These drivers are backed up by numbers that Manduca rolled out more than once in his remarks. The supply chain is only about 5% automated and e-commerce represents “barely” 20% of sales.
Manduca’s remarks were sometimes more general than specific, as he talked about GXO’s abilities and his “magical dust”.
Twenty years ago, in contract logistics, Manduca said, the business was “commoditized.” Saving money was difficult: “It would take you six months to save 30 basis points on the 3.5% of your logistics costs,” he described. Switching to another logistics provider, or simply keeping the business in-house, was easy to justify under these circumstances.
But with the rise of technology and the demands of e-commerce, “this industry is at the point where anything you could have done on your own is considered a direct operating expense,” Manduca said.
Given this, there is an opening for a contract logistics company to come in and take over…like GXO.
The company markets itself “like a McKinsey-type consultancy,” Manduca said, and “sprinkles magic dust in your warehouse and we turn good into great.”
“Business is really about magic dust,” he added.
GXO does this through three types of contracts: an open book, a closed book and a hybrid contract.
Manduca briefly describes the differences between open and closed contracts. The open contract is relatively simple. The company operates a warehouse and takes management fees for doing so, with incentives to produce improved operations that are shared by both GXO and the contracting company.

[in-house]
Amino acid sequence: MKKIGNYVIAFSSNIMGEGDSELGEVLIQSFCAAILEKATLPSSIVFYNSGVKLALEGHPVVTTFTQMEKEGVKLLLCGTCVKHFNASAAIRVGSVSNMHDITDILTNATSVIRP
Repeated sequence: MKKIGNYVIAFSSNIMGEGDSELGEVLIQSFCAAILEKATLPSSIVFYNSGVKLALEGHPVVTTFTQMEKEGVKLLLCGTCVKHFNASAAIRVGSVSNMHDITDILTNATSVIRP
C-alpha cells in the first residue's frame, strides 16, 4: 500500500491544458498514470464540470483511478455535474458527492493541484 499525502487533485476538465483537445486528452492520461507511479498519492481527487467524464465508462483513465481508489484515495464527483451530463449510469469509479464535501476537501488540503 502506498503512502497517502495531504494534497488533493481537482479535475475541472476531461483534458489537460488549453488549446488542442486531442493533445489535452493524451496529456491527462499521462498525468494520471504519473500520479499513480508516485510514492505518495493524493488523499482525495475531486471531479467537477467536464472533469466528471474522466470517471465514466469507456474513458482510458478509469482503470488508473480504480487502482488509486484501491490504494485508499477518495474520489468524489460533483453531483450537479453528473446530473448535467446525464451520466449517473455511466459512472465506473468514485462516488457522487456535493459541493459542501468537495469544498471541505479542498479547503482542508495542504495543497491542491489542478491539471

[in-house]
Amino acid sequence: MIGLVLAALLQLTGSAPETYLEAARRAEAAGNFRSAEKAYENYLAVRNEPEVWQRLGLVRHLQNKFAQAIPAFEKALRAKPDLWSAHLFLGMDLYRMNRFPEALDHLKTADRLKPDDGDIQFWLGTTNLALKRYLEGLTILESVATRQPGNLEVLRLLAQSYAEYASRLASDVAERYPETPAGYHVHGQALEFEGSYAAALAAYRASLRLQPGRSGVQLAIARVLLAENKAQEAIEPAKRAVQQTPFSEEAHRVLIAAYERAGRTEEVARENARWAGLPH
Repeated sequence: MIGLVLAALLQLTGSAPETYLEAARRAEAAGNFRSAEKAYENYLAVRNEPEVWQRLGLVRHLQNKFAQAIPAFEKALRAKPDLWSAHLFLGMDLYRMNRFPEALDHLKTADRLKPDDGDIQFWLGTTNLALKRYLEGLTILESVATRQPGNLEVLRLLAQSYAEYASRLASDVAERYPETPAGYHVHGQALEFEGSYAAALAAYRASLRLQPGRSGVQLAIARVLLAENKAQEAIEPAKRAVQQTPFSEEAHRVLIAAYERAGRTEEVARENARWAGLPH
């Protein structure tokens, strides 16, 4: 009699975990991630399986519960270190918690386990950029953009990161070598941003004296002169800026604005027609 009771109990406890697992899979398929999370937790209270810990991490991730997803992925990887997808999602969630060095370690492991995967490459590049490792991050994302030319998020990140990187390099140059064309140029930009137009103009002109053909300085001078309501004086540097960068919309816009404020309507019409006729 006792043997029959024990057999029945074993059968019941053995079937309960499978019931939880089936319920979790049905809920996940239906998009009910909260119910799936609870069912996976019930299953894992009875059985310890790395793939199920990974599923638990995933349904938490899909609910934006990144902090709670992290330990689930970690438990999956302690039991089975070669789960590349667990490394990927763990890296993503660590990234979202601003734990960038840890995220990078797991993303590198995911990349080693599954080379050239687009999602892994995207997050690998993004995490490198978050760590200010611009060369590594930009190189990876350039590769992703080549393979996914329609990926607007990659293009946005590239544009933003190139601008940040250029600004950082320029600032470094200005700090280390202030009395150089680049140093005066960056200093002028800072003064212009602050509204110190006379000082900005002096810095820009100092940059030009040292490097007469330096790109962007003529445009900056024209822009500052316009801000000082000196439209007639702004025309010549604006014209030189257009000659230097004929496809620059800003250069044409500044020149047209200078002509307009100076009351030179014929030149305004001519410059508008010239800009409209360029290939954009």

His description of the closed contract was less precise, in part because of its nature. In a closed book, Manduca said, “we are taking on more inherent risk,” GXO tapping into its own extensive database of customers on how it can make improvements.
“[The customer] leverages our expertise to drive efficiency and assumptions in [its] business model on what customers think it can achieve when it comes to pick rates,” Manduca said — “pick rates” being the term for a warehouse’s speed and efficiency for the entry and exit of goods.
Once this model is built, “the books are closed”, giving the term its name. If pick rates exceed targets through the use of GXO, “then that’s the margin.” If they underperform, that’s also a margin, but not a positive one.
“The client controls their own destiny based on the assumptions at the start of the contract,” Manduca said.
Regardless of the particular contract, technology and automation are always part of GXO’s marketing campaign. Neil Shelton, chief strategy officer, said the company doesn’t make a sales pitch to a potential customer “unless it applies a high degree of automation and technology.”
When GXO steps in to manage warehouse operations, there is the issue of labor. Former parent company XPO has a long history of contentious labor relations, particularly with the Teamsters,
Mehrotra described GXO’s reviews on job-review site GlassDoor as “awful”.
Shelton said GXO was “obsessed” with these reviews. Manduca ticked off a series of benefits the company uses to retain talent, such as bonuses and tuition reimbursement.
“Our goal is simply to win this battle by hiring the best talent, and that’s what we’re really focused on,” he said. He added that the company is seeing “really high demand” from candidates wanting to work at GXO.
In keeping with GXO executives’ focus on automation and technology at the forum, the seasonal hire announcement says the company “will continue to expand its use of advanced automation to increase productivity. , strengthen security and improve the employee experience”.
The 9,000 jobs include salaried, hourly and contract positions. Part-time and full-time positions are available.